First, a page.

Directed by Carlo Mirabella-Davis
Written by Carlo Mirabella-Davis
Starring Haley Bennett, Austin Stowell, Denis O’Hare, Elizabeth Marvel, David Rasche, Luna Lauren Velez, Zabryna Guevara, Laith Nakli, Babak Tafti, Nicole Kang, Olivia Perez, Kristi Kirk, Alyssa Bresnahan, Maya Days, Elise Santora, Kathleen Butler
Find out more about this film here!
SWALLOW is a deep dive into a terrifying psychological disorder. It goes into grueling detail of the illness known as “pica” and depicts the devastating effects that has on a family. It is an intense dissection of the disease and tragic look at what might be one of the causes of it. But even though it does have horrifying aspects of it, I wouldn’t go so far as to call it a horror film as it is being advertised. If you’re going into this looking to be scared, nauseated, thrilled, terrified, and horrified, you’re going to be disappointed. But if you’re going into SWALLOW with a more open mind about genres and looking for a well-acted, intriguingly paced, and thorough analysis of a bizarre disease, you’re going to find yourself pleasantly surprised and entertained.
Haley Bennett plays Hunter Conrad, the new wife of Richie (Austin Stowell)—a well-to-do businessman from a well-to-do family. Hunter is getting used to her new life; staying at home during the day, cooking for her husband, watching her stories on the TV, playing Candy Crush on her phone, and decorating their new home. When she finds out that she is pregnant, Hunter and her husband seem happy. But soon, Hunter begins swallowing harmful objects, endangering her child. The reasons she is doing this are deep and complex and the story gets into that eventually, but the bulk of it is the ordeal of trying to understand, cope with, and help someone who is consciously harming themselves.
SWALLOW tells a big story. It focuses on both the disease, how it affects a family, and tries to hypothesize about the causes of this disease. SWALLOW is set up like a thriller about a woman out of her element trying to fit into a world outside of her class. While her husband’s family is wealthy, she comes from poverty—a fact that whittles away at her confidence. Her husband, who at first seems like a supporting spouse, seems to simply want a pretty armpiece for a wife—one that can look pretty at parties and give him kids. Again, this is an intriguing premise and one that adds to the pressure Hunter feels to live up to her husband’s high expectations. While eating harmful objects might seem extreme and ludicrous to some, the film does a good job of showing us the pressure Hunter is under. So when things start getting weird, we go along with it, because it seems we are lead to believe that this is a thriller-style film.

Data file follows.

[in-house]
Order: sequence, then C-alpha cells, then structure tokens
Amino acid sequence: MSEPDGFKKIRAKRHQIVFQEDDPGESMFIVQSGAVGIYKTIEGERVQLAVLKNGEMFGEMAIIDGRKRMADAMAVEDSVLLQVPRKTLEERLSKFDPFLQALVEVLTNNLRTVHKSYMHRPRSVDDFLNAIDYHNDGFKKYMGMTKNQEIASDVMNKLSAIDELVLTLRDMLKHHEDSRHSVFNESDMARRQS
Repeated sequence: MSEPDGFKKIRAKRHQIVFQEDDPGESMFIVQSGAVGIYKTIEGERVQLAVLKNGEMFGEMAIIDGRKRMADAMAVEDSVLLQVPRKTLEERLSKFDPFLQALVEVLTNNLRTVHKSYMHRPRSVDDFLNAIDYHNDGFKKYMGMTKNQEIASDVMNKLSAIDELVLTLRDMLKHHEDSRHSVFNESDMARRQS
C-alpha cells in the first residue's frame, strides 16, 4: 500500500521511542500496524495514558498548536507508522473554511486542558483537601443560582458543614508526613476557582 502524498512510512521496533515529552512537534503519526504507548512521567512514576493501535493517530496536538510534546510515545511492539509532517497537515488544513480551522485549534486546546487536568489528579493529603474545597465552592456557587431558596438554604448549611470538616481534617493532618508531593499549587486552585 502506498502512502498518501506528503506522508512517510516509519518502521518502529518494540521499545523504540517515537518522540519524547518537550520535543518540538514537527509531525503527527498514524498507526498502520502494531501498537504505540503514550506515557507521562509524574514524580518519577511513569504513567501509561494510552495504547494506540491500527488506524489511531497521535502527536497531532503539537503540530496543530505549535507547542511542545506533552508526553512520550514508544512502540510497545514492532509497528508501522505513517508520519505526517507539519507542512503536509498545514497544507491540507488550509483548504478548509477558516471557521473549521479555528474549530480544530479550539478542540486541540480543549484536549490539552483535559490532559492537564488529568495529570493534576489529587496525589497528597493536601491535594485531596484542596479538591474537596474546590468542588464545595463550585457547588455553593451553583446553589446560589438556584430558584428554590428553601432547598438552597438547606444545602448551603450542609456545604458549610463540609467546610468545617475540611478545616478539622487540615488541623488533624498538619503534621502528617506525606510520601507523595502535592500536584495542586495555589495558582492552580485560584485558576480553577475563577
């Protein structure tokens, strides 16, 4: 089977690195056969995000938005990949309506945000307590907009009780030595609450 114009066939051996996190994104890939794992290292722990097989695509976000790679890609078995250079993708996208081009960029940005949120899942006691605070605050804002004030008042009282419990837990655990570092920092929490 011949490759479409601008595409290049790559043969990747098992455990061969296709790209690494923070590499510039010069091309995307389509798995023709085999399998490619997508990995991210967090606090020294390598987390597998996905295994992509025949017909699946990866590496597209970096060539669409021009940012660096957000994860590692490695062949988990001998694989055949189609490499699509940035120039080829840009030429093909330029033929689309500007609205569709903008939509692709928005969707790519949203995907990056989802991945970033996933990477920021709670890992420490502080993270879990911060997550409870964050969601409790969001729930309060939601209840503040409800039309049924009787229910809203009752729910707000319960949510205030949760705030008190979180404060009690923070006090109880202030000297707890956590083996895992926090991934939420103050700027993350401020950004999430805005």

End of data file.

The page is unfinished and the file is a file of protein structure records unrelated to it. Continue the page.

Without giving too much away of the plot, it feels like this film started out wanting to be a thriller with pica as the centerpiece. The problem is that any time one focuses a movie on a disease, one runs the risk of sensationalizing that disease in order to not only tell an entertaining story. It feels like filmmaker Carlo Mirabella-Davis wanted to shed light on the subject matter, but when the story calls for something dramatic to happen, he shies away from it. So instead of SWALLOW being a horror movie, it feels more like an educational movie determined to tell people about this rare and odd disorder. Yes, there are moments where we see Hunter eating something horrible like dirt or a needle. These scenes are well done as they convey a lot with very little dialog (actress Haley Bennett makes this easy which is a testament to her skill as well). But the ramifications of these actions seem to drag and instead of going into the realm of body horror, the film veers into directions that seemingly come out of the blue. The film attempts to dive into the cause of the disease by having Hunter visit someone from her past, but this feels tacked on at the end and almost a part of a completely different movie.
Being a horror fan and understanding that this film is being geared towards horror fans, I have to say this film turned out to be somewhat of a disappointment. It’s not a horror film. It’s a well dramatized infomercial for pica. The story is compelling, but only to a point, inundating Hunter with all sorts of pressures from every direction and really highlighting her isolation and despair. But I feel that the filmmaker knew coming to some kind of extreme ending or even resolving things properly might be seen as too easy, and instead he decided to honor those who have the disease by not committing to any kind of conclusion at all. This is a noble act that highlights that there are no easy answers or quick fixes to the disorder, but it doesn’t make the movie a satisfying watch in the end.
SWALLOW is a deftly directed film. The acting is top notch. Haley Bennett is a rising star and this film definitely proves it. You will feel deeply for Hunter and hate her husband and family for the pressure they put on her. The settings and atmosphere are wonderful at conveying the sense of loneliness and dread Hunter goes through. But don’t go into this one thinking you’re going to see horror. SWALLOW isn’t horror. Instead, it honorably decides to show us the tragedy of the disease, but only by sacrificing a proper resolution and a fulfillment of the promise of horror that this film is being advertised as.